Inverted wingers - wingers on the wrong wing

Edited by windymiller7
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  • 1 month later...
Posted (edited)

Read in a few places that Man Utd lost on Wednesday because Villarreal implemented this seemingly innovative new approach called ‘the low block’. What is this revolutionary tactic , I wondered...

’ The low block is a defensive system where the players defend very deep in their own territory and restrict the space for opposition players to exploit.


Oh I see, it’s actually the age old ‘get every man behind the ball’, ‘two banks of four’, etc etc.

Snake oil salesman regurgitating  us stuff we’ve seen time and again - helps Michael Cox/Jonathan Wilson et al flog a load of books though 😒

Edited by Mattyblue
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30 minutes ago, Mattyblue said:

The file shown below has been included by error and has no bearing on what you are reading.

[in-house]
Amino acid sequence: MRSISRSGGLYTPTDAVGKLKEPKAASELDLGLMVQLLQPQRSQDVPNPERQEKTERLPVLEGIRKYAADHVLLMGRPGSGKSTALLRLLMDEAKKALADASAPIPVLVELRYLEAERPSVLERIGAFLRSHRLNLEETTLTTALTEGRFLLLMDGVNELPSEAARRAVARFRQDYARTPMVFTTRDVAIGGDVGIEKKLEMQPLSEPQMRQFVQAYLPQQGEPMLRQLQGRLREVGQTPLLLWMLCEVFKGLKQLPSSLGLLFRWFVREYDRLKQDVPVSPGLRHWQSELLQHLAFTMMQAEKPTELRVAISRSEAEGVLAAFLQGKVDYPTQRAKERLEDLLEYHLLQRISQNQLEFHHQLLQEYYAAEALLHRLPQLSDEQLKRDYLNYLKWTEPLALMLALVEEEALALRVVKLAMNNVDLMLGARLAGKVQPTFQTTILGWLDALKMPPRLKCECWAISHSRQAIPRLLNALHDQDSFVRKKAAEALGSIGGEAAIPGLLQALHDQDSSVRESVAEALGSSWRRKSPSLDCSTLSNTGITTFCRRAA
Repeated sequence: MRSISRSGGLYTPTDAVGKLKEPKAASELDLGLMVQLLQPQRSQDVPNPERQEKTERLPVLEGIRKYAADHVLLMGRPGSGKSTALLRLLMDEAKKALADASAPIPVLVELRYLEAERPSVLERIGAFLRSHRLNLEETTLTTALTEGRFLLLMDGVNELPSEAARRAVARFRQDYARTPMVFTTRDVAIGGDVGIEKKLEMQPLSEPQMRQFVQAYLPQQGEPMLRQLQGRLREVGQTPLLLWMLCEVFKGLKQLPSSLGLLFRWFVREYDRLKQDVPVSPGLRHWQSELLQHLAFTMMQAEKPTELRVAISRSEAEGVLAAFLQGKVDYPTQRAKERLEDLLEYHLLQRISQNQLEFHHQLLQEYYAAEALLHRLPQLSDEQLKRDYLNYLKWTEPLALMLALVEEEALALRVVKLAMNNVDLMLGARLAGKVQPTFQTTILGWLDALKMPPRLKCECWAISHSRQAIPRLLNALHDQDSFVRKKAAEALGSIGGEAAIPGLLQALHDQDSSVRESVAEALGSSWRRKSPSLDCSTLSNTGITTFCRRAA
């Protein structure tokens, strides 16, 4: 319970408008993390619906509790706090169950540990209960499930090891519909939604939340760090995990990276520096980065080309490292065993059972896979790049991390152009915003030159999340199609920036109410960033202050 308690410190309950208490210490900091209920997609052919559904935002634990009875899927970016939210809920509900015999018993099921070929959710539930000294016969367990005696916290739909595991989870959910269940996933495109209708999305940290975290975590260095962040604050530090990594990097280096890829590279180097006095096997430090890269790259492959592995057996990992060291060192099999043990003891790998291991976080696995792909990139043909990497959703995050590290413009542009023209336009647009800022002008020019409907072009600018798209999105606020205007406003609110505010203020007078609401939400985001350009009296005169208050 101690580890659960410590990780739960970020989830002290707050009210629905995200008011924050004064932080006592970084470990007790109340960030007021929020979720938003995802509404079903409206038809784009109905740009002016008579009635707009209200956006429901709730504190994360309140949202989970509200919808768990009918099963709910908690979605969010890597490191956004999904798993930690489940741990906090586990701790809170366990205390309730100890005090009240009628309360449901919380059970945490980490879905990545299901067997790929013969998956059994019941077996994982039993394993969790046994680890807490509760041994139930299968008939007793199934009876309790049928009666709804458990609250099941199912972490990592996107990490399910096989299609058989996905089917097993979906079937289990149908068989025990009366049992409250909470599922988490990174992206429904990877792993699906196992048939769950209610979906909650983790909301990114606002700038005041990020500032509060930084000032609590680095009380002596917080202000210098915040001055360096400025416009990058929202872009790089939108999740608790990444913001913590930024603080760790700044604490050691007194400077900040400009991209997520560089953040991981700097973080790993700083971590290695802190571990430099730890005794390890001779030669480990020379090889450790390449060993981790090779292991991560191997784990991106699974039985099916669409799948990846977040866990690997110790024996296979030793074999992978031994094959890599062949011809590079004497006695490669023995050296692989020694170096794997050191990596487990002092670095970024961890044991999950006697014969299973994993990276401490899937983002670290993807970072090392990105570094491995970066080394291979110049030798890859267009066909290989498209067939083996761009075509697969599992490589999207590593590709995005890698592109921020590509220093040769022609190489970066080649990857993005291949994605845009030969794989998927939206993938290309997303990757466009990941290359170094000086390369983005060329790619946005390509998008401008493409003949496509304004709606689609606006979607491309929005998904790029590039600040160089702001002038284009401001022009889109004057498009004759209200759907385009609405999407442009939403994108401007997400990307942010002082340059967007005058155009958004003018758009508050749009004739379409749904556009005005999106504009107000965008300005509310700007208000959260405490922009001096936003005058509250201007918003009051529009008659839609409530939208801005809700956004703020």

Snake oil salesman regurgitating  us stuff we’ve seen time and again - helps Michael Cox/Jonathan Wilson et al flog a load of books though 😒

Robbie Savage on commentary sounded like he’d swallowed one of those books - “Pogba is playing as a number 6 as part of a double pivot.”

He’s playing as a sitting/defensive midfielder then....?

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Posted (edited)

In this age of squad numbers it’s now all about the old 1-11.

’He’s a false 9’, ‘We need to sign a number 10’, he’s a ‘typical 8... so he’s wearing 66, because?

Edited by Mattyblue
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Someone of this parish once typed 'he got possession on the edge of the box' and it autocorrected to:

He got Posiedon on the edge of the biscuit.